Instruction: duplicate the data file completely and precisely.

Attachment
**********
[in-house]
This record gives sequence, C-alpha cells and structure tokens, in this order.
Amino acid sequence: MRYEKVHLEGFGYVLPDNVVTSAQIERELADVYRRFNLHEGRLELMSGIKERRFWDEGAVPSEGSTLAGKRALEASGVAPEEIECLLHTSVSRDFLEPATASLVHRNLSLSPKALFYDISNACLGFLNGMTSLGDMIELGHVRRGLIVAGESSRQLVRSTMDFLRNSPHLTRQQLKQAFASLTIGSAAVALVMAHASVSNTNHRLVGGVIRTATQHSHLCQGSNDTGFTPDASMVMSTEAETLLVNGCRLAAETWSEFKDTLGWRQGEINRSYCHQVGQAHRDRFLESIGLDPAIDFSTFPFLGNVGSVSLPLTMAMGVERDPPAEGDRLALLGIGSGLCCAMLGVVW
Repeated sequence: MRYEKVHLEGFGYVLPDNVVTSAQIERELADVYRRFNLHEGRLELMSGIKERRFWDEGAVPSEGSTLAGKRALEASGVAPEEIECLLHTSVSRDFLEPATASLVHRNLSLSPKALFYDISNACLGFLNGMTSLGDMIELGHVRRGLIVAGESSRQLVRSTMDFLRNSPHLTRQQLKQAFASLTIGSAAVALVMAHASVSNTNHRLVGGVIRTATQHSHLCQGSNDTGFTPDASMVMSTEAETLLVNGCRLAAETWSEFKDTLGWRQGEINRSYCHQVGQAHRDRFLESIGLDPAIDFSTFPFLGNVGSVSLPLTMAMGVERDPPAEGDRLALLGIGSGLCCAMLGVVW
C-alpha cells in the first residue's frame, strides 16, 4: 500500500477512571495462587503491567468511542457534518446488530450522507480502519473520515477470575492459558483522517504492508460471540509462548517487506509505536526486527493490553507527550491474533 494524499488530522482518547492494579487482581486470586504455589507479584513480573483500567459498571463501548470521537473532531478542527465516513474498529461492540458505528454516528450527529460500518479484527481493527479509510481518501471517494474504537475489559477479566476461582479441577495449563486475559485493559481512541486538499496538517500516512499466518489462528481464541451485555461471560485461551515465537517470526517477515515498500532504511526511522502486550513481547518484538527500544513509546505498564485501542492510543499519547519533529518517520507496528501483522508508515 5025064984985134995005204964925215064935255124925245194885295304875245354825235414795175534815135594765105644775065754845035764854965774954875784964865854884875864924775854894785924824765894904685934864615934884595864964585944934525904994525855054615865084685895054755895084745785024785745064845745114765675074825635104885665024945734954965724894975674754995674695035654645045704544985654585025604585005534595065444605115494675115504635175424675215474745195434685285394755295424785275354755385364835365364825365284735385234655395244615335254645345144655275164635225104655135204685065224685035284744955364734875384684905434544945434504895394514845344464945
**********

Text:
[in-house]
This record gives sequence, C-alpha cells and structure tokens, in this order.
Amino acid sequence: MRYEKVHLEGFGYVLPDNVVTSAQIERELADVYRRFNLHEGRLELMSGIKERRFWDEGAVPSEGSTLAGKRALEASGVAPEEIECLLHTSVSRDFLEPATASLVHRNLSLSPKALFYDISNACLGFLNGMTSLGDMIELGHVRRGLIVAGESSRQLVRSTMDFLRNSPHLTRQQLKQAFASLTIGSAAVALVMAHASVSNTNHRLVGGVIRTATQHSHLCQGSNDTGFTPDASMVMSTEAETLLVNGCRLAAETWSEFKDTLGWRQGEINRSYCHQVGQAHRDRFLESIGLDPAIDFSTFPFLGNVGSVSLPLTMAMGVERDPPAEGDRLALLGIGSGLCCAMLGVVW
Repeated sequence: MRYEKVHLEGFGYVLPDNVVTSAQIERELADVYRRFNLHEGRLELMSGIKERRFWDEGAVPSEGSTLAGKRALEASGVAPEEIECLLHTSVSRDFLEPATASLVHRNLSLSPKALFYDISNACLGFLNGMTSLGDMIELGHVRRGLIVAGESSRQLVRSTMDFLRNSPHLTRQQLKQAFASLTIGSAAVALVMAHASVSNTNHRLVGGVIRTATQHSHLCQGSNDTGFTPDASMVMSTEAETLLVNGCRLAAETWSEFKDTLGWRQGEINRSYCHQVGQAHRDRFLESIGLDPAIDFSTFPFLGNVGSVSLPLTMAMGVERDPPAEGDRLALLGIGSGLCCAMLGVVW
C-alpha cells in the first residue's frame, strides 16, 4: 500500500477512571495462587503491567468511542457534518446488530450522507480502519473520515477470575492459558483522517504492508460471540509462548517487506509505536526486527493490553507527550491474533 494524499488530522482518547492494579487482581486470586504455589507479584513480573483500567459498571463501548470521537473532531478542527465516513474498529461492540458505528454516528450527529460500518479484527481493527479509510481518501471517494474504537475489559477479566476461582479441577495449563486475559485493559481512541486538499496538517500516512499466518489462528481464541451485555461471560485461551515465537517470526517477515515498500532504511526511522502486550513481547518484538527500544513509546505498564485501542492510543499519547519533529518517520507496528501483522508508515 5025064984985134995005204964925215064935255124925245194885295304875245354825235414795175534815135594765105644775065754845035764854965774954875784964865854884875864924775854894785924824765894904685934864615934884595864964585944934525904994525855054615865084685895054755895084745785024785745064845745114765675074825635104885665024945734954965724894975674754995674695035654645045704544985654585025604585005534595065444605115494675115504635175424675215474745195434685285394755295424785275354755385364835365364825365284735385234655395244615335254645345144655275164635225104655135204685065224685035284744955364734875384684905434544945434504895394514845344464945